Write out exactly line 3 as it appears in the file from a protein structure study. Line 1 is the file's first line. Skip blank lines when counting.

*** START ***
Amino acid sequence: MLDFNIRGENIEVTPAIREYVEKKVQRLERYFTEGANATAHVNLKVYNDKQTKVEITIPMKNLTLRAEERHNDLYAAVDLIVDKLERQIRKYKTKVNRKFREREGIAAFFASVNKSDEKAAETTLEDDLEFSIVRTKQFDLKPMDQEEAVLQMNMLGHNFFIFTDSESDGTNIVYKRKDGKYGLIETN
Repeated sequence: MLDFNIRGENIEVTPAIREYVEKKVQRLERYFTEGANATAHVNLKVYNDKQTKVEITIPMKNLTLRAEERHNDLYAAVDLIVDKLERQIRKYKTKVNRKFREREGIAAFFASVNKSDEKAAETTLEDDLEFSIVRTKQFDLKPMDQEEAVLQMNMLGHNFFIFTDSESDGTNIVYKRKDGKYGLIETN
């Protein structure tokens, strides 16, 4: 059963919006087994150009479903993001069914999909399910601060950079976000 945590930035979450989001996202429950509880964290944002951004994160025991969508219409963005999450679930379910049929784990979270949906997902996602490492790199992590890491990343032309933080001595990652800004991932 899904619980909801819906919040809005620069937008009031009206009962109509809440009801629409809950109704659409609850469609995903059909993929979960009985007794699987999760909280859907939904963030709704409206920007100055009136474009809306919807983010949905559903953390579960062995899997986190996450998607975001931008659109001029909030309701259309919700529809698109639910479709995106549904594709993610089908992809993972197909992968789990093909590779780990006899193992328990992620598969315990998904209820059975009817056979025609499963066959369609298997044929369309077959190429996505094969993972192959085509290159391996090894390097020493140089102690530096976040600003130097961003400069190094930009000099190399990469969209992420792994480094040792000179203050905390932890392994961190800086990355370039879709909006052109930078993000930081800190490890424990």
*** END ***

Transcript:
């Protein structure tokens, strides 16, 4: 059963919006087994150009479903993001069914999909399910601060950079976000 945590930035979450989001996202429950509880964290944002951004994160025991969508219409963005999450679930379910049929784990979270949906997902996602490492790199992590890491990343032309933080001595990652800004991932 899904619980909801819906919040809005620069937008009031009206009962109509809440009801629409809950109704659409609850469609995903059909993929979960009985007794699987999760909280859907939904963030709704409206920007100055009136474009809306919807983010949905559903953390579960062995899997986190996450998607975001931008659109001029909030309701259309919700529809698109639910479709995106549904594709993610089908992809993972197909992968789990093909590779780990006899193992328990992620598969315990998904209820059975009817056979025609499963066959369609298997044929369309077959190429996505094969993972192959085509290159391996090894390097020493140089102690530096976040600003130097961003400069190094930009000099190399990469969209992420792994480094040792000179203050905390932890392994961190800086990355370039879709909006052109930078993000930081800190490890424990």